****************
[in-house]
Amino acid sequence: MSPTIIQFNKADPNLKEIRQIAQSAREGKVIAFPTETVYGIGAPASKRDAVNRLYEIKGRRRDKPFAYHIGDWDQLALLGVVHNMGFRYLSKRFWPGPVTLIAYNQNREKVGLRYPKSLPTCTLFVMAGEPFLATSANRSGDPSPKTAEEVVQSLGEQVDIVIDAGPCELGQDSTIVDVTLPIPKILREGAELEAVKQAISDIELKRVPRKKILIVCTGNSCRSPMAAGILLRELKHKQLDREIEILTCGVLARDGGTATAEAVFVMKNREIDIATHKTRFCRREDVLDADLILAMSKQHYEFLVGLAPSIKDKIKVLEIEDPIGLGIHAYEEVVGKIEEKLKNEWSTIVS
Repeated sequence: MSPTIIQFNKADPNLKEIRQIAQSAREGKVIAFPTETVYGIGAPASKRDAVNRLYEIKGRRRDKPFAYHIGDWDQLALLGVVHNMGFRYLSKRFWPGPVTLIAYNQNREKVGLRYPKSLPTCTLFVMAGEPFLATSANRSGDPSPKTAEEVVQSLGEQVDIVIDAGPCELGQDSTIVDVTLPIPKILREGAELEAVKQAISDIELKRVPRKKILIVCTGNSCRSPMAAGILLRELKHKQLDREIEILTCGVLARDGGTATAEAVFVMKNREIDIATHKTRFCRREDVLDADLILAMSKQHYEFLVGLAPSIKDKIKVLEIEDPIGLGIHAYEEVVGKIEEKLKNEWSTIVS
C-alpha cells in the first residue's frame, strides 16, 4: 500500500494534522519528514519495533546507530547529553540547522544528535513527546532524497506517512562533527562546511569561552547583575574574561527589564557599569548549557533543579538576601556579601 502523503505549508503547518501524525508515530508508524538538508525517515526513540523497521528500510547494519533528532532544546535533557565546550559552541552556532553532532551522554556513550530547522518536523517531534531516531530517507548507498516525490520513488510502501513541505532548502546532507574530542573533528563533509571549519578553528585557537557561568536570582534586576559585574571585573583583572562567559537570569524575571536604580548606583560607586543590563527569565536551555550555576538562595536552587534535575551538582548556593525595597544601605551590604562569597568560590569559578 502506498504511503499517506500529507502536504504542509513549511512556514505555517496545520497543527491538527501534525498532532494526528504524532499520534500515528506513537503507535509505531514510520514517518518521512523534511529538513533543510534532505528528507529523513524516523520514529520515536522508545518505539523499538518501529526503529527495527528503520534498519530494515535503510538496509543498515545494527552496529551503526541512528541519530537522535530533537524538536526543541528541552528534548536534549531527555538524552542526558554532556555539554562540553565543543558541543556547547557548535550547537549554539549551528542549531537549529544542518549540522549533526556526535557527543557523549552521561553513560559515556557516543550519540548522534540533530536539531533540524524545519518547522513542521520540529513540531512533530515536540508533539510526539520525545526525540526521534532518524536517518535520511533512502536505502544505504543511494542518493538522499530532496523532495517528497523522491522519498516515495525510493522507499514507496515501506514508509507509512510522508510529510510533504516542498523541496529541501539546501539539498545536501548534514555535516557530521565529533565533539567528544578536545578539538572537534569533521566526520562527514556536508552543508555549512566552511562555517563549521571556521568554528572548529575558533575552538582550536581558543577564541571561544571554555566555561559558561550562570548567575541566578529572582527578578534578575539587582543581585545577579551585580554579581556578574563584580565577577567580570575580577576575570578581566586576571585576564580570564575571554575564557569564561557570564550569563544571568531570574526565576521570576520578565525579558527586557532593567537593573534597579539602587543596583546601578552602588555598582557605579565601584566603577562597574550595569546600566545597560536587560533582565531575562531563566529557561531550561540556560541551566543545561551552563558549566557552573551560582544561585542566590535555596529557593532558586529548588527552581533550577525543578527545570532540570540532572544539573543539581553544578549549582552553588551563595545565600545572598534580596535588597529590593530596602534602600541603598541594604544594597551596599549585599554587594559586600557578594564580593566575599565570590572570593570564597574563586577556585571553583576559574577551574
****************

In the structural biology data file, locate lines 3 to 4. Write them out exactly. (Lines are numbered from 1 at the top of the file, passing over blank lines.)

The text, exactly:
Repeated sequence: MSPTIIQFNKADPNLKEIRQIAQSAREGKVIAFPTETVYGIGAPASKRDAVNRLYEIKGRRRDKPFAYHIGDWDQLALLGVVHNMGFRYLSKRFWPGPVTLIAYNQNREKVGLRYPKSLPTCTLFVMAGEPFLATSANRSGDPSPKTAEEVVQSLGEQVDIVIDAGPCELGQDSTIVDVTLPIPKILREGAELEAVKQAISDIELKRVPRKKILIVCTGNSCRSPMAAGILLRELKHKQLDREIEILTCGVLARDGGTATAEAVFVMKNREIDIATHKTRFCRREDVLDADLILAMSKQHYEFLVGLAPSIKDKIKVLEIEDPIGLGIHAYEEVVGKIEEKLKNEWSTIVS
C-alpha cells in the first residue's frame, strides 16, 4: 500500500494534522519528514519495533546507530547529553540547522544528535513527546532524497506517512562533527562546511569561552547583575574574561527589564557599569548549557533543579538576601556579601 502523503505549508503547518501524525508515530508508524538538508525517515526513540523497521528500510547494519533528532532544546535533557565546550559552541552556532553532532551522554556513550530547522518536523517531534531516531530517507548507498516525490520513488510502501513541505532548502546532507574530542573533528563533509571549519578553528585557537557561568536570582534586576559585574571585573583583572562567559537570569524575571536604580548606583560607586543590563527569565536551555550555576538562595536552587534535575551538582548556593525595597544601605551590604562569597568560590569559578 502506498504511503499517506500529507502536504504542509513549511512556514505555517496545520497543527491538527501534525498532532494526528504524532499520534500515528506513537503507535509505531514510520514517518518521512523534511529538513533543510534532505528528507529523513524516523520514529520515536522508545518505539523499538518501529526503529527495527528503520534498519530494515535503510538496509543498515545494527552496529551503526541512528541519530537522535530533537524538536526543541528541552528534548536534549531527555538524552542526558554532556555539554562540553565543543558541543556547547557548535550547537549554539549551528542549531537549529544542518549540522549533526556526535557527543557523549552521561553513560559515556557516543550519540548522534540533530536539531533540524524545519518547522513542521520540529513540531512533530515536540508533539510526539520525545526525540526521534532518524536517518535520511533512502536505502544505504543511494542518493538522499530532496523532495517528497523522491522519498516515495525510493522507499514507496515501506514508509507509512510522508510529510510533504516542498523541496529541501539546501539539498545536501548534514555535516557530521565529533565533539567528544578536545578539538572537534569533521566526520562527514556536508552543508555549512566552511562555517563549521571556521568554528572548529575558533575552538582550536581558543577564541571561544571554555566555561559558561550562570548567575541566578529572582527578578534578575539587582543581585545577579551585580554579581556578574563584580565577577567580570575580577576575570578581566586576571585576564580570564575571554575564557569564561557570564550569563544571568531570574526565576521570576520578565525579558527586557532593567537593573534597579539602587543596583546601578552602588555598582557605579565601584566603577562597574550595569546600566545597560536587560533582565531575562531563566529557561531550561540556560541551566543545561551552563558549566557552573551560582544561585542566590535555596529557593532558586529548588527552581533550577525543578527545570532540570540532572544539573543539581553544578549549582552553588551563595545565600545572598534580596535588597529590593530596602534602600541603598541594604544594597551596599549585599554587594559586600557578594564580593566575599565570590572570593570564597574563586577556585571553583576559574577551574